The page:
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Israel’s Benjamin Netanyahu set to address the US Congress on July 24


But Netanyahu’s office stressed that the war sparked by the October 7 attacks would continue until Israel’s “goals are achieved”, including the destruction of Hamas, which has not given its response to the plan.

Israeli soldiers stand on top of a tank near the Israel-Gaza border. Photo: Reuters

The four top party leaders in the US House and Senate from both sides asked Netanyahu last week to speak before a joint meeting of Congress in a letter voicing solidarity with Israel “in your struggle against terror, especially as Hamas continues to hold American and Israeli citizens captive”.

Netanyahu’s visit “symbolises the US and Israel’s enduring relationship and will offer … Netanyahu the opportunity to share the Israeli government’s vision for defending their democracy, combating terror, and establishing just and lasting peace in the region,” House Speaker Mike Johnson and top Senate Republican Mitch McConnell said in a statement.

In the statement, Netanyahu said: “I am very moved to have the privilege of representing Israel before both Houses of Congress and to present the truth about our just war against those who seek to destroy us to the representatives of the American people and the entire world”.

It was not immediately clear if Netanyahu would meet with Biden during his US visit. Biden has privately and publicly criticised Netanyahu’s handling of the war and criticised the Israeli government for not letting more humanitarian aid into Gaza.

The visit comes after Democratic Senate Majority Leader Chuck Schumer called in March for Israel to hold new elections in a rare example of strident criticism from a senior American official of the country’s handling of the war in Gaza.

In a statement Thursday evening, Schumer said he invited Netanyahu to speak despite “clear and profound disagreements … because America’s relationship with Israel is ironclad and transcends one person or prime minister”.

The rebuke from Schumer, the highest-ranking elected Jewish American in history, came amid expressions of dismay from progressive Democrats who have condemned Netanyahu over his handling of the military response and vowed to snub the right-wing leader’s speech.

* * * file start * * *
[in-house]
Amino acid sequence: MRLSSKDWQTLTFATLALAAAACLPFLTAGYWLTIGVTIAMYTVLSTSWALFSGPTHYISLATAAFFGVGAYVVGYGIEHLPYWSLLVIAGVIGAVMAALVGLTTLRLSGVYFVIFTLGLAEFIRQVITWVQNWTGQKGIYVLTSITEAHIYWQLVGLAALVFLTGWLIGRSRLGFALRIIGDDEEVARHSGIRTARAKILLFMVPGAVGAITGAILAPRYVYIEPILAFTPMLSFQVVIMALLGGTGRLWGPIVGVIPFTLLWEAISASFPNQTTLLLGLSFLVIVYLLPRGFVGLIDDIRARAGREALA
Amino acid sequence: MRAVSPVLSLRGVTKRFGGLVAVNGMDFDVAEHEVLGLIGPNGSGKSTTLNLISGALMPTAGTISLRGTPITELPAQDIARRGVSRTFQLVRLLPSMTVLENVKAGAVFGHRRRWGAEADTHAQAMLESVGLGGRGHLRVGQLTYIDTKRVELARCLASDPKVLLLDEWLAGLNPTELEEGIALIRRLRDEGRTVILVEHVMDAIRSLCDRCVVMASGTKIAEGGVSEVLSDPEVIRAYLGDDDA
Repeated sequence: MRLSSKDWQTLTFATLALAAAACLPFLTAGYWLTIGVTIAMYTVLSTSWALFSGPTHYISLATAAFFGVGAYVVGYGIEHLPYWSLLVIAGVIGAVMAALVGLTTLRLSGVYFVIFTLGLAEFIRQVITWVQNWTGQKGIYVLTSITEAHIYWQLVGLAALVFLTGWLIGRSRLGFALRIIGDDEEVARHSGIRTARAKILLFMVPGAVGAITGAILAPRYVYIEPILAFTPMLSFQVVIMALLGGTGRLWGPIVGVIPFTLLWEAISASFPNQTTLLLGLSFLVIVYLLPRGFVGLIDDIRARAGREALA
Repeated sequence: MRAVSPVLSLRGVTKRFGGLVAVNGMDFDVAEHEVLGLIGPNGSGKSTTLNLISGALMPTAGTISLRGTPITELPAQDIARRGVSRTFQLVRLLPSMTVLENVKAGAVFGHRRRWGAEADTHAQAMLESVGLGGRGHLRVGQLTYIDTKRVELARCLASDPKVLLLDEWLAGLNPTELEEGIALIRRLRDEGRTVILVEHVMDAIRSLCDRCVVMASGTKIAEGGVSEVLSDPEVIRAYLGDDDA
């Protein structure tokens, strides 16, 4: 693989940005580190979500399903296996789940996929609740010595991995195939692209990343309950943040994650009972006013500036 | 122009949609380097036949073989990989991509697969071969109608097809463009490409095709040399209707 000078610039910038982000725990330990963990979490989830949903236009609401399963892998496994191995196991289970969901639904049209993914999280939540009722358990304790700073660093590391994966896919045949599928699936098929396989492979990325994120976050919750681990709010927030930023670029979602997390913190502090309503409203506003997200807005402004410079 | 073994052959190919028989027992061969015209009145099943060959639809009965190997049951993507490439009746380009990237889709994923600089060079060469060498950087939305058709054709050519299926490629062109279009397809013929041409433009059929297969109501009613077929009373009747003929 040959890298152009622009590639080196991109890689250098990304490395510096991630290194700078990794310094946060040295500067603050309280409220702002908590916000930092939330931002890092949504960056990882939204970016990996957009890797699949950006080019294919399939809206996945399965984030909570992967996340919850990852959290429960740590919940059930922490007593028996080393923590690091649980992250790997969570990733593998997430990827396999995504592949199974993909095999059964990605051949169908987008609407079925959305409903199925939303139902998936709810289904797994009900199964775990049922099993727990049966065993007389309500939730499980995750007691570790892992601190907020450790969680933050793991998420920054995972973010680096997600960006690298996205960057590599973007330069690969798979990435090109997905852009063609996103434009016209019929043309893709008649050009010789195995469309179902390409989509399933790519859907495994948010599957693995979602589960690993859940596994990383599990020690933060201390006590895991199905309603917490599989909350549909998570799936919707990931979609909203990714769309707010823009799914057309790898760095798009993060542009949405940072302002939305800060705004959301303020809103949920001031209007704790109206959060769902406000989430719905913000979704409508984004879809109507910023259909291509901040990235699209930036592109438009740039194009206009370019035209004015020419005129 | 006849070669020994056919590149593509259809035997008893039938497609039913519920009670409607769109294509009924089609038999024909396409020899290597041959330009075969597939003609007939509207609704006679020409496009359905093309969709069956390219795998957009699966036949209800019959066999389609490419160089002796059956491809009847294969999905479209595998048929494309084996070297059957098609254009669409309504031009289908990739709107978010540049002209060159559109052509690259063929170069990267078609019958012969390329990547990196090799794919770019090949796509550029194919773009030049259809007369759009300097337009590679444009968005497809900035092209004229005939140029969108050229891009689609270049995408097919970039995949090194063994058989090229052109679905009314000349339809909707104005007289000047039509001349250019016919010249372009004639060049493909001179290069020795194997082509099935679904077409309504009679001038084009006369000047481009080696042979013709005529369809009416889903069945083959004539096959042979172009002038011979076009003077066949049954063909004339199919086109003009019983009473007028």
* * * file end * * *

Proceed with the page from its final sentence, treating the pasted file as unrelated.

Hamas attacked Israeli territory last October 7, killing around 1,200 people and capturing more than 250 hostages, according to Israeli tallies. About half the hostages were freed in the November truce.

Israel Prime Minister Benjamin Netanyahu’s last address to the US Congress in 2015. File photo: AFP

Israel in response launched a military assault on Gaza that has since killed more than 36,650 people, according to health officials in the territory, who say thousands more dead are feared buried under the rubble.

A Gaza hospital said Thursday at least 37 people had been killed in an Israeli strike on a UN-run school that the Israeli military alleged housed a Hamas compound.

US, Qatari and Egyptian mediators have resumed talks aimed at securing a truce and hostage-prisoner swap in the nearly eight-month war.

But the nation has faced a mounting diplomatic chill, with international court cases accusing it of war crimes and several European countries recognising a Palestinian state.

US media reported on Monday that Netanyahu had agreed to visit on June 13, but his office told Israeli media the date had “not been finalised” and would not be on that date because it interferes with a Jewish holiday.

This would be the prime minister’s fourth speech to a joint meeting of Congress, the first foreign leader to do so that many times. According to the US House website, Winston Churchill was the only other foreign leader to address the House and Senate three times.

In 2015, Netanyahu used one of those addresses to denounce the Iran nuclear accord, angering the Obama administration.

Additional reporting by Associated Press, Reuters and Bloomberg



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